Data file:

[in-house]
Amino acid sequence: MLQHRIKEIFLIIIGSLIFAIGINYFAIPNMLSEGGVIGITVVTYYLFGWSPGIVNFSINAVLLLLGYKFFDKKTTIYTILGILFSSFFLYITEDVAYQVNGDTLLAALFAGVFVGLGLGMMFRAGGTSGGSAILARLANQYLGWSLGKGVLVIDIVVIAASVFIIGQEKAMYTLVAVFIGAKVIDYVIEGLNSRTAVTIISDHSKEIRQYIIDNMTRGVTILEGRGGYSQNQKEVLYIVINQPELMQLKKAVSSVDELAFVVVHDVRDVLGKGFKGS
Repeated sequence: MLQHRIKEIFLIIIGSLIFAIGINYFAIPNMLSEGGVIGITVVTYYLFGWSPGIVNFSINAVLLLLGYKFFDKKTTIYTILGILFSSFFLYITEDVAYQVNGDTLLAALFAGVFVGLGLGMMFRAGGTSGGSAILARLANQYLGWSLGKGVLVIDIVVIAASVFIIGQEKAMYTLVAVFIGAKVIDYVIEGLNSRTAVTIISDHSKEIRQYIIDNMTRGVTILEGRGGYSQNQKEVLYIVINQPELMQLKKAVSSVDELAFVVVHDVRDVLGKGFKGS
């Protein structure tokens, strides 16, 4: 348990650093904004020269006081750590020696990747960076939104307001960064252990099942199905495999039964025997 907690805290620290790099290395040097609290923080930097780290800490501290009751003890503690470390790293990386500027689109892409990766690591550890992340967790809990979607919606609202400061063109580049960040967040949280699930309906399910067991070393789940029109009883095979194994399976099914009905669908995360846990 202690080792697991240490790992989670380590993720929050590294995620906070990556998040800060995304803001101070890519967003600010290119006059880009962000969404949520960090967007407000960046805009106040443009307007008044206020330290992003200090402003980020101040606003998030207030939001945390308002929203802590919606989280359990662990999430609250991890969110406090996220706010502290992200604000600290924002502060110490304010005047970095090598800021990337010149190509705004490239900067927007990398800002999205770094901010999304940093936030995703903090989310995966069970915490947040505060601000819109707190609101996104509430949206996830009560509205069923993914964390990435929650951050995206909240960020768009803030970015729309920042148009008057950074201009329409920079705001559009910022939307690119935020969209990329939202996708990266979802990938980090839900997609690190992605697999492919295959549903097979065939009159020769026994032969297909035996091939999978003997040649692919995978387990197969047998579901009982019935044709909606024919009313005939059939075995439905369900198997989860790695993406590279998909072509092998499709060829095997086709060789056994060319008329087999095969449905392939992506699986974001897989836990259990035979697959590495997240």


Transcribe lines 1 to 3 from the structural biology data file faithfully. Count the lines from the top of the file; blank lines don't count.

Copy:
[in-house]
Amino acid sequence: MLQHRIKEIFLIIIGSLIFAIGINYFAIPNMLSEGGVIGITVVTYYLFGWSPGIVNFSINAVLLLLGYKFFDKKTTIYTILGILFSSFFLYITEDVAYQVNGDTLLAALFAGVFVGLGLGMMFRAGGTSGGSAILARLANQYLGWSLGKGVLVIDIVVIAASVFIIGQEKAMYTLVAVFIGAKVIDYVIEGLNSRTAVTIISDHSKEIRQYIIDNMTRGVTILEGRGGYSQNQKEVLYIVINQPELMQLKKAVSSVDELAFVVVHDVRDVLGKGFKGS
Repeated sequence: MLQHRIKEIFLIIIGSLIFAIGINYFAIPNMLSEGGVIGITVVTYYLFGWSPGIVNFSINAVLLLLGYKFFDKKTTIYTILGILFSSFFLYITEDVAYQVNGDTLLAALFAGVFVGLGLGMMFRAGGTSGGSAILARLANQYLGWSLGKGVLVIDIVVIAASVFIIGQEKAMYTLVAVFIGAKVIDYVIEGLNSRTAVTIISDHSKEIRQYIIDNMTRGVTILEGRGGYSQNQKEVLYIVINQPELMQLKKAVSSVDELAFVVVHDVRDVLGKGFKGS